Doorenweerd & Doorenweerd

The Holy Spirit

8 April - 2 July 2017

In 1993 Jeroen Doorenweerd (Terneuzen, 1962) was the first artist to be asked by De Pont to give shape to the museum's garden with a work. His son Mischa (Tilburg, 1988), then five years old, played on the duckboards, flights of steps and look-out posts that he had placed in the garden. Now father and son are exhibiting jointly, as artists of equal standing, in the podium space.

After his installation in De Pont's garden, Jeroen produced a great deal of work for the public domain. This has frequently had an architectonic character. But for several years now he has been painting again. In that work, he is concerned with his intense presence in the moment, with being overwhelmed by the energy contained in the act of painting. For the project Zinging Tangerine (2014) he and Koen Delaere turned Middelburg's Vleeshal into one big studio that visitors could explore. Of course, painting was done here, but food was also prepared and eaten; films were shown, yoga lessons held; and there were workshops in swordsmanship and oyster hunting. The whole gamut of pleasure in life had been inextricably bound up with the painted canvases from that period. In Mischa's work there is always movement and life, be it that of plants, wind or fire. His installations involve the use of diverse materials: found or created objects, video, sculptures and texts. About his work he says: "I imagine myself walking around in the world, while things fall from my sides."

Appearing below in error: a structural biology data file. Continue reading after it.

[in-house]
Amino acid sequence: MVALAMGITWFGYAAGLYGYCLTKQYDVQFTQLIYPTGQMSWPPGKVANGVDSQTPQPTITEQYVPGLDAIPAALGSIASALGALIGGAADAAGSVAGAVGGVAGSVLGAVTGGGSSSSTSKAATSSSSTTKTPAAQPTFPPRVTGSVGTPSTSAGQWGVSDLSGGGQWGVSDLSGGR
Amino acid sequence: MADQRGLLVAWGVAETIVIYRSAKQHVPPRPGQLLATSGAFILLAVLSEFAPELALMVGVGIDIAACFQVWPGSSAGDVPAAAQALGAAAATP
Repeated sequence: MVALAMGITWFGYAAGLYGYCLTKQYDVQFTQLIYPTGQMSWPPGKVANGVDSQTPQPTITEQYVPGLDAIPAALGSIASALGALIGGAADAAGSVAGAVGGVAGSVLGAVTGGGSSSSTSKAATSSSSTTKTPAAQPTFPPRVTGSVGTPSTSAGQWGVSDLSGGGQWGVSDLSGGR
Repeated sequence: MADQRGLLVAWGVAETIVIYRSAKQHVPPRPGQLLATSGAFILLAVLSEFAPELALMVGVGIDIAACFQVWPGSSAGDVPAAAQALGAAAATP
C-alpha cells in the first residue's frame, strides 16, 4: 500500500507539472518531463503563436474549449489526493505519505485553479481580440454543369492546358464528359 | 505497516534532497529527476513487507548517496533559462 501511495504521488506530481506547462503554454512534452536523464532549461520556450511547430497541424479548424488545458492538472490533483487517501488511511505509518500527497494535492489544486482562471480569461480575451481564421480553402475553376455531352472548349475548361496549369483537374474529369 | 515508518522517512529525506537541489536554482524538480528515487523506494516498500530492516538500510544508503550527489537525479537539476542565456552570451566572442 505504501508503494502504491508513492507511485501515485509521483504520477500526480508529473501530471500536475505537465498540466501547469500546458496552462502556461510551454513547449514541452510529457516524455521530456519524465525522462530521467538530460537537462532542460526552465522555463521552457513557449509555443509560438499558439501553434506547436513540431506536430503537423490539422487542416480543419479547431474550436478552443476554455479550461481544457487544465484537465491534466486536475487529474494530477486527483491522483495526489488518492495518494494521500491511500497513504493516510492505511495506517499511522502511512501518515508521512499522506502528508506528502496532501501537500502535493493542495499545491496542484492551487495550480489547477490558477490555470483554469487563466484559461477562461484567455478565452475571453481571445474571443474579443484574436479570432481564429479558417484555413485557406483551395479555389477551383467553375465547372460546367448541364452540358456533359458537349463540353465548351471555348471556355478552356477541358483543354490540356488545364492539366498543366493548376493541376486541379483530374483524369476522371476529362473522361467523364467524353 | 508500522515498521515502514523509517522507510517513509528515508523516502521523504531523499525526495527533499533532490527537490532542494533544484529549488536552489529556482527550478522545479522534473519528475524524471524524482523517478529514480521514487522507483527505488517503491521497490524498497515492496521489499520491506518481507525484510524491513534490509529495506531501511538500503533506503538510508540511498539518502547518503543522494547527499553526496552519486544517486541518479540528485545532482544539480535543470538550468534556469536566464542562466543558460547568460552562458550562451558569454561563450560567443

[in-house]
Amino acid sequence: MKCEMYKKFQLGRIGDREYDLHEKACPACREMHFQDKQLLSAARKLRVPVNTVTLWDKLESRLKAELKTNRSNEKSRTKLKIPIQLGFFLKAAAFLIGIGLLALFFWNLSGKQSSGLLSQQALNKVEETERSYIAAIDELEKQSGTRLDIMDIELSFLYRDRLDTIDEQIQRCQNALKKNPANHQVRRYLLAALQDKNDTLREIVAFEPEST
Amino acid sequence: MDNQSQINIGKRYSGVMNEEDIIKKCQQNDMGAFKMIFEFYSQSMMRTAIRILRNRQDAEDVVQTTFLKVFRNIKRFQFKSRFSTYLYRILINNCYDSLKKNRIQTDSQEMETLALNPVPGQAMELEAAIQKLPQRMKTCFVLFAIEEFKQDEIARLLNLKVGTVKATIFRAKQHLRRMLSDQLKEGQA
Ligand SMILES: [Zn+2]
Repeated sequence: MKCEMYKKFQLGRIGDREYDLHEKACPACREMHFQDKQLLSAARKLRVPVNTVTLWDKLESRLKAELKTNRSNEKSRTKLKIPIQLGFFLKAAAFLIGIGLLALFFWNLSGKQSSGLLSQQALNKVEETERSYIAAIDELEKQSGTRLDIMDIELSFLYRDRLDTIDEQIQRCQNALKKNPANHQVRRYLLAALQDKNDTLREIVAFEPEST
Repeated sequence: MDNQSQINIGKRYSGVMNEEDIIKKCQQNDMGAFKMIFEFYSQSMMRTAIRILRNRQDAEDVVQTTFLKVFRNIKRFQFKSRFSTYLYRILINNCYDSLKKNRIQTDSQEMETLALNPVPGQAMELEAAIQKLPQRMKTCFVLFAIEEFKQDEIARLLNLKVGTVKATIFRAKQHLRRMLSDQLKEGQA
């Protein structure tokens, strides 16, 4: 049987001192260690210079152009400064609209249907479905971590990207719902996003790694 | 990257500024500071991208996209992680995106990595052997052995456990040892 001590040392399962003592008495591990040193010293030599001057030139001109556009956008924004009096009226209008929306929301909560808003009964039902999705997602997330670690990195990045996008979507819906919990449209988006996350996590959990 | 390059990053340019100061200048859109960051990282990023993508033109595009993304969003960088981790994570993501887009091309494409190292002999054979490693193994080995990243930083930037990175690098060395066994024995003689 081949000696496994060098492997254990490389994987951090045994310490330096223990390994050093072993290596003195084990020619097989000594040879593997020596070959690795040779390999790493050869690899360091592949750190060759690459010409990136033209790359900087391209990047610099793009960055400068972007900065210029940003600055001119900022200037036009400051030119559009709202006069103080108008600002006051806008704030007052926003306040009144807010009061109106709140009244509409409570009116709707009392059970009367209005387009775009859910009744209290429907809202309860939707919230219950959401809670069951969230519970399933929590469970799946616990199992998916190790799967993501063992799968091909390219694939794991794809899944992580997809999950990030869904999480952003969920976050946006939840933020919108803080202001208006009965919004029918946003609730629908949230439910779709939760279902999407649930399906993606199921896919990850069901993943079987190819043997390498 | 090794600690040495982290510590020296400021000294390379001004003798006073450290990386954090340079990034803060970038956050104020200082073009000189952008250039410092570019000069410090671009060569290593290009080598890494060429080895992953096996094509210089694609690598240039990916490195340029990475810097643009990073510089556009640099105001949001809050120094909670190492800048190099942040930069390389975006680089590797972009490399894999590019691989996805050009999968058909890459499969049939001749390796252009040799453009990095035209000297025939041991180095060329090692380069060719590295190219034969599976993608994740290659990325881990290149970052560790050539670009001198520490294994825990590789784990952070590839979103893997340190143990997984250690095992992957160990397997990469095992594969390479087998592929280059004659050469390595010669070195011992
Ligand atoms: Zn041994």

In 2014 he produced Crackling tail to golden wave, comprised of sculptures and fireworks, for Tilburg's Incubate festival. With Cold drinks (2013) visitors were able to grab a bottle of soft drink from a fridge and place the empty bottle on a tray. Gradually this gave rise to a playful composition, as visitors would respond to each other by stacking them or creating patterns. In each work he creates a very distinct atmosphere, and the visitor becomes a participant. While his work does come across as being very diverse, its fundamental tone, characterized by a touch of absurdism, remains recognizable throughout. The Old Man and the Sea, Ernest Hemingway's story about an old fisherman who catches a fish as big as his boat, tells of the trial of strength between the man, the sea and the fish. The tale is highly idiosyncratic and specific, but precisely because of that it expresses a universal experience. A few years ago, Jeroen gave this book to his son as a gift, and while preparing the exhibition they both read it once again. Both of them recognize, in their approaches, a certain intensity of sensory perception that is inherent in Hemingway's way of describing the fisherman's every move. In Mischa's work that intensity is heightened by its frequently temporary character. Our gaze is tilted for a moment, the senses are put on edge, and our awareness of the surroundings is broadened and deepened. For Jeroen, the strong sensory impressions that he has while painting determine the character of his works. As an extension of Zinging Tangerine, Jeroen made a journey to California with Koen Delaere during the summer of 2016. There, on a beach, they spread out large canvases and painted on site, next to the surfers and waves. Mischa and Jeroen give expression, each in his own way, to an infatuation with life. Inevitable forces of influence and extrication are played out between father and son. The friction and the differences of insight have found their way into the exhibition. Both artists emphatically avoid the search for a consensus, but allow instead the full range of their work to be seen. Existing similarities and arising contrasts become apparent, after all, without any intervention on their part. The Holy Spirit is the third force in a trinity, the energy released when work by the father and the son is brought together in a single space.  

The works of Jeroen Doorenweerd in the exhibition were realized with financial support of the Mondriaan Fund.